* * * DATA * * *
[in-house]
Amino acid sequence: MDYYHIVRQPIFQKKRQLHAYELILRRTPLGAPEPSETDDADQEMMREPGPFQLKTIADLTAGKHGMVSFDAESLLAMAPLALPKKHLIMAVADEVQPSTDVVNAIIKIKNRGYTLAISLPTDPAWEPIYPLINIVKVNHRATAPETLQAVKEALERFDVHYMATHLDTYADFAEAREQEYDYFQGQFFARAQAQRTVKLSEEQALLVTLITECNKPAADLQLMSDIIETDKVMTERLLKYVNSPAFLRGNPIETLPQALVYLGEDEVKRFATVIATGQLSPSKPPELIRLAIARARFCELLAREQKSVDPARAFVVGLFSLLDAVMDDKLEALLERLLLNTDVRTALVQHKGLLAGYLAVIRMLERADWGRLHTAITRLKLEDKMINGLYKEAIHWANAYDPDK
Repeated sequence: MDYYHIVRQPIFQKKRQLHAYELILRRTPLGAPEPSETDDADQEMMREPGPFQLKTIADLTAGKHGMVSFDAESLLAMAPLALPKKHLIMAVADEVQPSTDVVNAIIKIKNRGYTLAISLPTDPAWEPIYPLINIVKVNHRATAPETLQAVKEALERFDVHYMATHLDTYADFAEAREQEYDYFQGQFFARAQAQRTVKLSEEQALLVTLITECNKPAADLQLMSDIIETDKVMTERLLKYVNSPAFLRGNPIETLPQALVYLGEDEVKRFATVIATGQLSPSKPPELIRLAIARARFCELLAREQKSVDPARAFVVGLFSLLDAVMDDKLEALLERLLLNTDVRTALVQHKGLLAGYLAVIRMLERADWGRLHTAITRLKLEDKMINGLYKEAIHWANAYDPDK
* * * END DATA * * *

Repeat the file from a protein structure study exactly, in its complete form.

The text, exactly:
[in-house]
Amino acid sequence: MDYYHIVRQPIFQKKRQLHAYELILRRTPLGAPEPSETDDADQEMMREPGPFQLKTIADLTAGKHGMVSFDAESLLAMAPLALPKKHLIMAVADEVQPSTDVVNAIIKIKNRGYTLAISLPTDPAWEPIYPLINIVKVNHRATAPETLQAVKEALERFDVHYMATHLDTYADFAEAREQEYDYFQGQFFARAQAQRTVKLSEEQALLVTLITECNKPAADLQLMSDIIETDKVMTERLLKYVNSPAFLRGNPIETLPQALVYLGEDEVKRFATVIATGQLSPSKPPELIRLAIARARFCELLAREQKSVDPARAFVVGLFSLLDAVMDDKLEALLERLLLNTDVRTALVQHKGLLAGYLAVIRMLERADWGRLHTAITRLKLEDKMINGLYKEAIHWANAYDPDK
Repeated sequence: MDYYHIVRQPIFQKKRQLHAYELILRRTPLGAPEPSETDDADQEMMREPGPFQLKTIADLTAGKHGMVSFDAESLLAMAPLALPKKHLIMAVADEVQPSTDVVNAIIKIKNRGYTLAISLPTDPAWEPIYPLINIVKVNHRATAPETLQAVKEALERFDVHYMATHLDTYADFAEAREQEYDYFQGQFFARAQAQRTVKLSEEQALLVTLITECNKPAADLQLMSDIIETDKVMTERLLKYVNSPAFLRGNPIETLPQALVYLGEDEVKRFATVIATGQLSPSKPPELIRLAIARARFCELLAREQKSVDPARAFVVGLFSLLDAVMDDKLEALLERLLLNTDVRTALVQHKGLLAGYLAVIRMLERADWGRLHTAITRLKLEDKMINGLYKEAIHWANAYDPDK